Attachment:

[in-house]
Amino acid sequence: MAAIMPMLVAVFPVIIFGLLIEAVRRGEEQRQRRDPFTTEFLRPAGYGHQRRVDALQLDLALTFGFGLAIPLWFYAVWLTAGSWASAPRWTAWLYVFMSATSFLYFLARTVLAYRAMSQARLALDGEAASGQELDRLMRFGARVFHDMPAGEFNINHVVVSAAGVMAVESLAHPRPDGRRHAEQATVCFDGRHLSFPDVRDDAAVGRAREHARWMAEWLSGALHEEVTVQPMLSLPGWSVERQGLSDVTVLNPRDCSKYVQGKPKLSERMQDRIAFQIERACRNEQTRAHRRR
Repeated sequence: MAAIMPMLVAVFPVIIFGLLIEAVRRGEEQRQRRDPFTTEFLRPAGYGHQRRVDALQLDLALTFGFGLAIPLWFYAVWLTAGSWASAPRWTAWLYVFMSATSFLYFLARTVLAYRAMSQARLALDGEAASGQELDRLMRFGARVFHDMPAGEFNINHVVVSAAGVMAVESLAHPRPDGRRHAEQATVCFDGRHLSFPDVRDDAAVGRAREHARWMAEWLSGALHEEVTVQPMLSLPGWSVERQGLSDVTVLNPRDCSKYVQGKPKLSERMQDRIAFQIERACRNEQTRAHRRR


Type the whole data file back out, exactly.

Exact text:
[in-house]
Amino acid sequence: MAAIMPMLVAVFPVIIFGLLIEAVRRGEEQRQRRDPFTTEFLRPAGYGHQRRVDALQLDLALTFGFGLAIPLWFYAVWLTAGSWASAPRWTAWLYVFMSATSFLYFLARTVLAYRAMSQARLALDGEAASGQELDRLMRFGARVFHDMPAGEFNINHVVVSAAGVMAVESLAHPRPDGRRHAEQATVCFDGRHLSFPDVRDDAAVGRAREHARWMAEWLSGALHEEVTVQPMLSLPGWSVERQGLSDVTVLNPRDCSKYVQGKPKLSERMQDRIAFQIERACRNEQTRAHRRR
Repeated sequence: MAAIMPMLVAVFPVIIFGLLIEAVRRGEEQRQRRDPFTTEFLRPAGYGHQRRVDALQLDLALTFGFGLAIPLWFYAVWLTAGSWASAPRWTAWLYVFMSATSFLYFLARTVLAYRAMSQARLALDGEAASGQELDRLMRFGARVFHDMPAGEFNINHVVVSAAGVMAVESLAHPRPDGRRHAEQATVCFDGRHLSFPDVRDDAAVGRAREHARWMAEWLSGALHEEVTVQPMLSLPGWSVERQGLSDVTVLNPRDCSKYVQGKPKLSERMQDRIAFQIERACRNEQTRAHRRR